Jassy Correia’s friend takes the stand and pleads ‘the Fifth’ on if she told cops Correia worked as a prostitute
The trial of Louis Coleman III ended the week abruptly when a witness stormed out after making it very clear the case is traumatizing her all over again.
“What do you think? I’m getting traumatized again,” Yvania “Nia” Mondesir said Thursday when asked by defense attorney David Hoose if she was unhappy to take the stand. “Why would I want to talk to you again? … Why do I have to keep going through this?”
Mondesir first took the stand May 13 as a witness for the prosecution. On Thursday, she was the third and last of the companions present for Jassy Correia’s final birthday celebration at the Venu nightclub in Boston on Feb. 24, 2019, to appear in the trial. That last time was also an emotional one for her as attorneys hammered her with questions about the argument and shove match she and her friend Correia had that night.
Mondesir was dressed more casually in a hoodie than the professional clothing she wore in her earlier appearance. She further told Judge F. Dennis Saylor IV that it’s “not fair” that she has to sit there and be “stared at” by Coleman, who she gestured at and said: “He killed her,” prompting immediate objections.
Hoose wanted to know one thing: Did she tell Boston police that her friend, Jassy Correia — who Coleman is charged with kidnapping resulting in her death — had worked as a prostitute in the days leading up to her death?
Correia died sometime within a roughly two-hour span of when she entered Coleman’s car after she left the nightclub and when he pulled her dead body out of his car in the parking lot of his Providence apartment building.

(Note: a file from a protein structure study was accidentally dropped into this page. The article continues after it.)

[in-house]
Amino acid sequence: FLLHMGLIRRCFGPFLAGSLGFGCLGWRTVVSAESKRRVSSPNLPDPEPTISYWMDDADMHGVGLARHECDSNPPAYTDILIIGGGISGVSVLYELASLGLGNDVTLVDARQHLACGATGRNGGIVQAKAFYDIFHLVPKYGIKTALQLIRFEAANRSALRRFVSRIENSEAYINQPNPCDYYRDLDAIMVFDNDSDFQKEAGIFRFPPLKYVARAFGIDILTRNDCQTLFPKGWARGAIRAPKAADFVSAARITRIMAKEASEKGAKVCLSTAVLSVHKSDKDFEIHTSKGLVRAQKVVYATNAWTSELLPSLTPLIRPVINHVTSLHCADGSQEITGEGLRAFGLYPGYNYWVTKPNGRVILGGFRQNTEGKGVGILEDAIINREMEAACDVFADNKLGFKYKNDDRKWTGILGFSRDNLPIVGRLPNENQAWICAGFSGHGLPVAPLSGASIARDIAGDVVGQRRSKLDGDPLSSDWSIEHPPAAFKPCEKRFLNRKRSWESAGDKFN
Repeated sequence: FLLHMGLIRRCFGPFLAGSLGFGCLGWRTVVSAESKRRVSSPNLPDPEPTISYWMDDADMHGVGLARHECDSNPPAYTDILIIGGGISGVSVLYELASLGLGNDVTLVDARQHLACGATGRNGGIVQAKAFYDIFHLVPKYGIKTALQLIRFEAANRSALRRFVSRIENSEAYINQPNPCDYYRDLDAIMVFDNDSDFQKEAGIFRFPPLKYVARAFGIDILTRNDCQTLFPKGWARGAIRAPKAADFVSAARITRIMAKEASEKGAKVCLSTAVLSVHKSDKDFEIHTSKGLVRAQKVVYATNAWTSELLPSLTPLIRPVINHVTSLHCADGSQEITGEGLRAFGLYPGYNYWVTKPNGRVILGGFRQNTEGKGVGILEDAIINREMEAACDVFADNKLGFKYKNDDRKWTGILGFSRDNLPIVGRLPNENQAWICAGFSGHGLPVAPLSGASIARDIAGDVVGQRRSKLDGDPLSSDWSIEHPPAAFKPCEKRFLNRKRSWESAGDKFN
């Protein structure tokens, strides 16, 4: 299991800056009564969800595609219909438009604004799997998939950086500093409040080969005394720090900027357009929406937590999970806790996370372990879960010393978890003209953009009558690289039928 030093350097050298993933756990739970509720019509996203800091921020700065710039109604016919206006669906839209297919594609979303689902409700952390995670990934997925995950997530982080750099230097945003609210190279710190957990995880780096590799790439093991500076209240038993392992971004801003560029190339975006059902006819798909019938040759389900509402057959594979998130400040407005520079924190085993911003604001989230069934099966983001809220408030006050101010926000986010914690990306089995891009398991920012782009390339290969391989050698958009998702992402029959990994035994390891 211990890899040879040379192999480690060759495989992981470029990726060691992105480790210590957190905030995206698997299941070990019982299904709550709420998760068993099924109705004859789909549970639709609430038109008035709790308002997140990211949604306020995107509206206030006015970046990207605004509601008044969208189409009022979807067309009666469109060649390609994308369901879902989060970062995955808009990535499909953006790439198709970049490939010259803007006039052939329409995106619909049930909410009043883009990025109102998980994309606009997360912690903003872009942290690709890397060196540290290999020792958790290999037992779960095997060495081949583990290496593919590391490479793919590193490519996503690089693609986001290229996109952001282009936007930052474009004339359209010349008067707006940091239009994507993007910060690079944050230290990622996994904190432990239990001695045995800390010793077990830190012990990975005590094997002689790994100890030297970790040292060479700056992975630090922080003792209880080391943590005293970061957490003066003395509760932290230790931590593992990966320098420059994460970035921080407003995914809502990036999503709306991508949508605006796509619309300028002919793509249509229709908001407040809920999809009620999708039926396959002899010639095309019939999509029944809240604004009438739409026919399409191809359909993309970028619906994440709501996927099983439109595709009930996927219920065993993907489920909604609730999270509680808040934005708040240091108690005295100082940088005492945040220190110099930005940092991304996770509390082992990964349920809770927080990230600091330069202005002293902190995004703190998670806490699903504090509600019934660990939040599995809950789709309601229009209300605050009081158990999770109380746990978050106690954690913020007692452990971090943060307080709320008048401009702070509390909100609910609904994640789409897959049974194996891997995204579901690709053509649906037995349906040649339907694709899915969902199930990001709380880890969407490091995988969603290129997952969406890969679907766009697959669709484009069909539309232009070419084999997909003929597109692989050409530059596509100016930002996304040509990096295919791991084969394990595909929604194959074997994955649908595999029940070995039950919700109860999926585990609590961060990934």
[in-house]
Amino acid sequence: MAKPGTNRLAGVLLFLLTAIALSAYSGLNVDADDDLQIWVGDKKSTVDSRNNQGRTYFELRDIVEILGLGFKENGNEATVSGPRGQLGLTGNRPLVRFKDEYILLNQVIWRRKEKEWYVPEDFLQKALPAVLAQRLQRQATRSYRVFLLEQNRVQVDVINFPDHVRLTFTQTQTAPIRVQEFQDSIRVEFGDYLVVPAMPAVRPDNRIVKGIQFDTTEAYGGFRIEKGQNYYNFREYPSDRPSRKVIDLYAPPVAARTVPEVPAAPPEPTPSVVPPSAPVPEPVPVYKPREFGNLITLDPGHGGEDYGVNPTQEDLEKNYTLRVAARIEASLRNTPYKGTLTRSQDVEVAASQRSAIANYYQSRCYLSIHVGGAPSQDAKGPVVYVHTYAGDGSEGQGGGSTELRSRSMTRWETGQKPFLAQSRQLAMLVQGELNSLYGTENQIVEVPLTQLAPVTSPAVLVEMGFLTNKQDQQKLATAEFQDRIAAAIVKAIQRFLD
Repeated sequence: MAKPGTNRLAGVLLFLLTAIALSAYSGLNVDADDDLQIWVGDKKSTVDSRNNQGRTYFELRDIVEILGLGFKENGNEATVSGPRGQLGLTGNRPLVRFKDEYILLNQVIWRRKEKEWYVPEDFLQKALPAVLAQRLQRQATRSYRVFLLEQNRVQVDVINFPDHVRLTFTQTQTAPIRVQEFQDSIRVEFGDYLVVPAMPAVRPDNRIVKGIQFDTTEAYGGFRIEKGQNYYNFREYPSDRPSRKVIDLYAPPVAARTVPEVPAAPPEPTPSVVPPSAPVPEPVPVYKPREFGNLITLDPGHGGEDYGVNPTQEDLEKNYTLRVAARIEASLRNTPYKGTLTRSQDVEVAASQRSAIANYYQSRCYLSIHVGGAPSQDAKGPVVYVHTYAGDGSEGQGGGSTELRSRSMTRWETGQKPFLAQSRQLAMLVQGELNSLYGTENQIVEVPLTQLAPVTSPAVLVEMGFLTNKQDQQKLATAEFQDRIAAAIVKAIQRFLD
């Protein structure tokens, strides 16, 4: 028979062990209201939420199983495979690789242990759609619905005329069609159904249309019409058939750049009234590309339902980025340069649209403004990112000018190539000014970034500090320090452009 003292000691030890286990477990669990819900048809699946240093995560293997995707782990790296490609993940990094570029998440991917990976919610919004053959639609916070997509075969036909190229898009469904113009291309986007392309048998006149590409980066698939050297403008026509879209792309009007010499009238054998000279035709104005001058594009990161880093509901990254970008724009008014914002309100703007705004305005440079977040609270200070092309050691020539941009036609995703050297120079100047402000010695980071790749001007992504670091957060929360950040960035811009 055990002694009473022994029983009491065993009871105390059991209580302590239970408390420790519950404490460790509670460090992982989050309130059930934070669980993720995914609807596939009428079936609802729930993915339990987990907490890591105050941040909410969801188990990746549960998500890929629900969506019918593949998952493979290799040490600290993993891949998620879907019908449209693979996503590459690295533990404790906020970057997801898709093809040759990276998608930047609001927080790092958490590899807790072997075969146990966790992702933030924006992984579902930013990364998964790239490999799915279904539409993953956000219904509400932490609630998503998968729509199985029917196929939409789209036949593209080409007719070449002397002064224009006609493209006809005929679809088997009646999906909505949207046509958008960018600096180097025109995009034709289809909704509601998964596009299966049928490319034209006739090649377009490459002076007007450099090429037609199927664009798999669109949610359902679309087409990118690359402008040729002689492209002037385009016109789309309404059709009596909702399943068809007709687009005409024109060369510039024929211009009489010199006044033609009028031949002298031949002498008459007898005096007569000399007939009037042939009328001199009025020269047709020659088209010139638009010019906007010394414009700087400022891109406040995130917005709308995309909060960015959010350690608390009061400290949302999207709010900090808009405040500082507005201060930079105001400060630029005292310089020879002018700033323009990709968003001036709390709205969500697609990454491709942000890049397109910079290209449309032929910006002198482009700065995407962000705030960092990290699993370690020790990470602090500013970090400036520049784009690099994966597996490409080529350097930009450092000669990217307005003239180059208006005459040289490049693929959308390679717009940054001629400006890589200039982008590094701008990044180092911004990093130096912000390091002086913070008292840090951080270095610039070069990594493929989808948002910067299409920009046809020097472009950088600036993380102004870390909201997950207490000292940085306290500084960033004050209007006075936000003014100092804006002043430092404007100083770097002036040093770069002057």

Mondesir pleaded the Fifth — the Fifth Amendment to the U.S. Constitution guarantees a number of rights in legal matters, including one often used on the stand in a trial: the right not to incriminate yourself. It is unclear how answering the question may have incriminated Mondesir.
Regardless, Saylor let her go and Hoose asked that portions of her statement to police and audio from a police interview be admitted into evidence to answer that question for her. The jury will reconvene following the long weekend on Tuesday, which is likely to be the last day of the trial.
Also on the stand was Dr. Daniel Isenschmid, a forensic toxicologist at National Medical Services, who testified to his examination of the toxicology reports conducted by state labs in Delaware. In particular, he found that Correia’s blood alcohol content was very high, and that there was also a “recreational” amount of cocaine in her system — which he defined as “a few lines.”
Further, he said, cocaethylene — an active byproduct of cocaine when mixed with alcohol — was present in Correia’s system, which can continue cocaine’s stimulating effects for longer than if taken by itself.
He also testified that, for some, cocaine use can lead to extreme paranoia and cardiac arrest, though he was not testifying that is what happened in Correia’s case.